Two other productions stand out. “Ruined”, by Lynn Nottage was a searing and deeply affecting play about the rape of women in the Congo. The performances were brilliant and moving. The music pumped energy and hope into poignant, heartbreaking situations. It’s a must-see for everyone. The show runs until October 31st.
I also recommend “Throne of Blood” adapted by noted theatre director Ping Chong from the classic film by Akira Kurosawa. This multimedia play features and a stellar cast and talented designers. “Throne of Blood” performs at breakneck pace complete with video projections and Kabuki and Noh movement. It’s just under two hours without intermission. The show also runs until October 31st.
“Throne of Blood” stays true to Kurosawa’s frightening tale adapted from Shakespeare’s Macbeth with themes of murder, war, and madness. The standout performance for me came from Japanese-American actress Ako who is trained in Kabuki theatre. She played Lady Asaji, based on the Lady Macbeth character. Her portrayal of Lady Asaji is a masterful study of a calculating and ruthless woman. In this interview, she tells us how she handles this role with very few scenes and artful movement.
Dmae talks with Ako in this podcast, with music by veteran OSF composer Todd Barton. Click here for more information about the rest of the season, which runs until October 31st.
This is a Time Based Art Festival 2010 special program produced and hosted by Sean Ongley. Live guests are Noelle Stiles and Danielle Kelly in discussion of their work on the piece, "Blanket", featured on the cover of the festival program guide. Plus, some joking around with Woolly Mammoth Comes to Dinner.
Host Dmae Roberts features Oedipus the King and the It's All Greek To Me festival (September 10-26) in Portland. She's joined by Elizabeth Huffman, artistic director of Classic Creek Theatre of Oregon which is the only professional Greek Theatre festival in the country.
Huffman is directing a new translations of Sophocles' Oedipus the King. Actor Trieu Tran, a Portland native and now based in Los Angeles, leads a cast in an inventive production incorporating Japanese Kabuki, Noh and Butoh elements.The production is performed outdoors at the Reed College's Cerf Ampitheatre.
- Title: SNS83110GreekTheatre
- Length: 26:05 minutes (17.91 MB)
- Format: MP3 Mono 44kHz 96Kbps (CBR)
Host Dmae Roberts features an in-depth and lively interview with Northwest Writer Ivan Doig.
A prolific writer of books set in the American West, Doig talks about his latest novel, Work Song set in the bustling international melting pot of Butte, Montana of 1919. Doig talks about his research on the effects of mining on the land, the workers and the citizens who form a diverse community often at odds with the mining company that rules so many of their lives.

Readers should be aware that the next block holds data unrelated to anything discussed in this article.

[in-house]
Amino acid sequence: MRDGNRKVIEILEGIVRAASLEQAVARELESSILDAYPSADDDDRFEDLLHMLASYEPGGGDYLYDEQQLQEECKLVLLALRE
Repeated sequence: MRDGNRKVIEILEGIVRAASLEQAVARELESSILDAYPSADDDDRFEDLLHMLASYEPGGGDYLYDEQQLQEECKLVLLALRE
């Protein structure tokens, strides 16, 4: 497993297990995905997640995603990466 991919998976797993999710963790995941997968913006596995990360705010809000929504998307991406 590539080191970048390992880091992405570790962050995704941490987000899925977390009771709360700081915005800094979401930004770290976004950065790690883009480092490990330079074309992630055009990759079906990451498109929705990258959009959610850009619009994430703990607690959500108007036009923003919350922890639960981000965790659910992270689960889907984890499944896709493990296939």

Work Song brings back a much-loved character from Doig's previous book, The Whistling Season. Morris Morgan, or "Morrie" as he’s called, comes to Butte one day and quickly lands a job at the town library run by an imposing rancher with a shady past. Soon Morrie becomes central to the lives of everyone in town as events escalate to a boiling point pitting workers against management. With Work Song, Ivan also includes some romance as well as historic commentary.
Music provided by Shake That Little Foot from the Free Music archives.
Artists Repertory Theatre got a head start to their season and unveiled their co-production with the Sydney Theatre Company. ART has had a long history of international collaboration, but this new production of Eugene O’Neil’s “Long Day’s Journey Into Night” starring acclaimed actor William Hurt.
Host/Producer Dmae Roberts talks with Allen Nause, Todd Van Voris and Stephanie Mulligan who also traveled to Australia to work on the production. She also presents an Oregon Treasures feature story focused on Artistic Director Allen Nause who most people in the theatre community regard as an enduring and visionary force behind ART.
Learn more about the history of Artists Repertory Theatre, now in its 28th year and hear about this new production that many regard as a milestone for ART. Oregon Treasures is a series of stories and documentaries that focuses on veteran artists and arts groups that have made an impact on the state.
l-r Allen Nause, Stephanie Mulligan, Todd Van Voris
Dmae Roberts presents a special Oregon Treasures edition of Stage and Studio. Sitka Center for Art and Ecology celebrates its 40th anniversary on August 28th. The picturesque center nestled in beautiful old growth forest of Sitka Spruce has nourished the talents of writers, visual artists and scientists for four decades. Through workshops and residencies, the Sitka Center remains a cherished place of learning for people throughout the Northwest and Northern California.
Dmae Roberts visited with staff, founders, teachers and participants to learn more about this one-of-a-kind Oregon Treasure. This piece is part of the Oregon Treasures series funded by a Regional Arts and Culture Council's individual artist project grant.